View the full release.
LHC Pajama Party photos
About 400 people gathered in Fermilab's atrium early Wednesday morning to witness the injection of the first beam of protons into the LHC.
Fermilab Deputy Director Young-Kee Kim and Director Pier Oddone look over the shoulders of Fermilab accelerator scientists Eric Prebys and Elvin Harms at a monitor displaying the beam orbit in the LHC.
Fermilab Director Pier Oddone waits to speak with CERN Director General Robert Aymar after the first beam injection early Wednesday morning.
A group of pajama-clad Fermilab employees and physics enthusiasts poses for a group photo Wednesday, during the pajama party.
LHC first beam coverage
Google included a representation of the LHC first beam event on their general Web site. Media and public interest in the LHC first beam event brought down both the CERN and US LHC Web sites for periods this morning. At time of publication, a Google News search for the LHC returned more than 3,500 hits.
Editor's Note: Interest in the LHC first beam event by public and the media was so strong that it was the top news story of the morning. For those who couldn't make the 1:30 a.m. event, or those who may want to relive the excitement, a selection of blog posts from Fermilab's Pajama Party and science enthusiasts across the world is available below.
From symmetry breaking, Sept. 10, 2008
Sept. 10, 2008, Fermilab in Batavia, Illinois, home to the remote operations center for the CMS experiment at CERN.
2 a.m. Herman White, Fermilab scientist and host for the night, steps up to the microphone in front of a crowd of about 400 scientists, technicians, journalists, politicians and students - many sporting pajamas or the odd nightcap. With our host mid-sentence, a counter appears on the screen streaming video from CERN, the European high-energy physics laboratory on the Franco-Swiss border. A group countdown begins.....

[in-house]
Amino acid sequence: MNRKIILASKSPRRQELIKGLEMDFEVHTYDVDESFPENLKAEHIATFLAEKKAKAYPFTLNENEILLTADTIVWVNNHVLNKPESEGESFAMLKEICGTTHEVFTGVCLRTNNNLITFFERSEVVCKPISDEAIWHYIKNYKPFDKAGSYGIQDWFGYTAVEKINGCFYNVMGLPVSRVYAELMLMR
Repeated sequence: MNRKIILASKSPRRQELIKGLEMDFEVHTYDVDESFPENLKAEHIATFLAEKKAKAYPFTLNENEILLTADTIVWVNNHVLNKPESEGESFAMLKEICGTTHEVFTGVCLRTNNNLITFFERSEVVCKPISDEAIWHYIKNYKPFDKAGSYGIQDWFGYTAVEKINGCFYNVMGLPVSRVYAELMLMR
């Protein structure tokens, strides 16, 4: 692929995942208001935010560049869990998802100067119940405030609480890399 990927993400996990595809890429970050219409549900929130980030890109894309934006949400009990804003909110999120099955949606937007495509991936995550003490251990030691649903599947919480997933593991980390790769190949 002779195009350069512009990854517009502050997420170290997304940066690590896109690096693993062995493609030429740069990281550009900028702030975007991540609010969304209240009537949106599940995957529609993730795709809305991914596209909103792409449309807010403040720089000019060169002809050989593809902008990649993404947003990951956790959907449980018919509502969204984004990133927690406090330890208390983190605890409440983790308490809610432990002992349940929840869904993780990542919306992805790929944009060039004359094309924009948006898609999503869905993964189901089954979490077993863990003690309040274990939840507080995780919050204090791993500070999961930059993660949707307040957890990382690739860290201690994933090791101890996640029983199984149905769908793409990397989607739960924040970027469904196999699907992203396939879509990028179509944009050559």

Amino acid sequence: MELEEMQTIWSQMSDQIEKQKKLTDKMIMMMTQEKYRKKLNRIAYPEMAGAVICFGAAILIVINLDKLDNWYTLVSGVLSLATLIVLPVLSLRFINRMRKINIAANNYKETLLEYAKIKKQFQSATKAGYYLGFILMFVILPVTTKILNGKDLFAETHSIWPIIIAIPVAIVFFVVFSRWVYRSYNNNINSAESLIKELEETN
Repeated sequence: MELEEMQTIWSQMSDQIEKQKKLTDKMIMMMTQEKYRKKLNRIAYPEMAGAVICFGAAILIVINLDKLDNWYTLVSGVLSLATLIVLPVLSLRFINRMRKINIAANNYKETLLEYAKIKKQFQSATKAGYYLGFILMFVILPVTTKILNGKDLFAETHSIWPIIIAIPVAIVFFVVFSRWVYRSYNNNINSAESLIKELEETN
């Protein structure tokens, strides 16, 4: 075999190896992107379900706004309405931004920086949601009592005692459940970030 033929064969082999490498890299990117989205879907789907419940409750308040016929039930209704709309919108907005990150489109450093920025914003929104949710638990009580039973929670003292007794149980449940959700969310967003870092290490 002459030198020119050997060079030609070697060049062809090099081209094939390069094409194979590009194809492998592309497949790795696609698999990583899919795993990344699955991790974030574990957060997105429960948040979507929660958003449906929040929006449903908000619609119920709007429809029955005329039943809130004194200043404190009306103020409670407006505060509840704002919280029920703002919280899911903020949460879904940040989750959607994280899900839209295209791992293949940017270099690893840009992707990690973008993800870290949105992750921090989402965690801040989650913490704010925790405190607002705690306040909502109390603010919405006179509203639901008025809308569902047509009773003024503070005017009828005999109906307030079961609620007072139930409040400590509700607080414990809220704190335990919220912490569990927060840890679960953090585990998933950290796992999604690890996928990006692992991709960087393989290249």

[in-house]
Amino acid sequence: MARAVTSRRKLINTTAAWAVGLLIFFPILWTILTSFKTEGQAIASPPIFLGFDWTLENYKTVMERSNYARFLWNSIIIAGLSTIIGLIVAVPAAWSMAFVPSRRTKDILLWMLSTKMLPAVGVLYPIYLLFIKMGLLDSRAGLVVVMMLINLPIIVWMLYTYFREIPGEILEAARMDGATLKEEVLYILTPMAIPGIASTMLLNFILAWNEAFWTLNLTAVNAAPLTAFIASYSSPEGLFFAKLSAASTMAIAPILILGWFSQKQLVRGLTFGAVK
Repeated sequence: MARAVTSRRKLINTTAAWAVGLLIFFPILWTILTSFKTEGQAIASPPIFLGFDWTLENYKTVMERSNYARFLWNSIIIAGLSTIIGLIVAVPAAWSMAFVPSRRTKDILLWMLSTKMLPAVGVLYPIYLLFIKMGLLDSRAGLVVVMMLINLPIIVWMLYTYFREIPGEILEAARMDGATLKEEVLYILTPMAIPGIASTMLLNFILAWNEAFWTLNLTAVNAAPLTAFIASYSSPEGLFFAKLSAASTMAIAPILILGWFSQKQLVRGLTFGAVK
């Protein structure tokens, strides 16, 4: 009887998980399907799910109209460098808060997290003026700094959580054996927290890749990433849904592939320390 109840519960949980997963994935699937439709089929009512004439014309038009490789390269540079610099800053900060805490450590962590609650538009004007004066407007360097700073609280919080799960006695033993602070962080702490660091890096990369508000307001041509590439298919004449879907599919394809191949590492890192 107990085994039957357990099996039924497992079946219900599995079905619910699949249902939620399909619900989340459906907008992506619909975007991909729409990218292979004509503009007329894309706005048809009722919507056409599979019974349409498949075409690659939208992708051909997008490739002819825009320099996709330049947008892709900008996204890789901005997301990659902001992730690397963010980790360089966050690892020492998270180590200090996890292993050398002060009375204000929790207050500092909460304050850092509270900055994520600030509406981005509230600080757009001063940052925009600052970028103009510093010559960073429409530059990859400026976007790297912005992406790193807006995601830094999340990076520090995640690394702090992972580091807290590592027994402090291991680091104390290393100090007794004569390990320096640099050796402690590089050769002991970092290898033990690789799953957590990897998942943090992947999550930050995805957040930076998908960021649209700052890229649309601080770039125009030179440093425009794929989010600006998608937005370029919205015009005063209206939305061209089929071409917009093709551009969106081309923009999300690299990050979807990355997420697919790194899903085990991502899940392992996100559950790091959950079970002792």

.... 2:15 a.m. Jim Kerby, who works in the technical division at Fermilab, searches for familiar faces on the video feed. He returned last month from a year in Switzerland working as leader of the U.S. LHC Project. No one can predict exactly how the test beam will work, he said.
"Even if individually, all those pieces are relatively well understood," he said, "you can take individually very simple things then put them all together, and you get a very complicated thing."
2:34 a.m. "We've got beam!" the announcer says on the live feed. The researchers at CERN plan to guide the beam gradually around the accelerator ring, blocking it briefly at several stopping points before letting it pass.
-- Kathryn Grim
Other blogs about the event:
About a dozen students participating in the QuarkNet program attended the event and blogged about it. You can read their blogs here.
View Computing Division employee Wayne Baisley's blog about the event here.
Read the LHC bloggers' take on the event here.
Read a live blog from the event by SLAC's David Harris here.
All welds are not equal.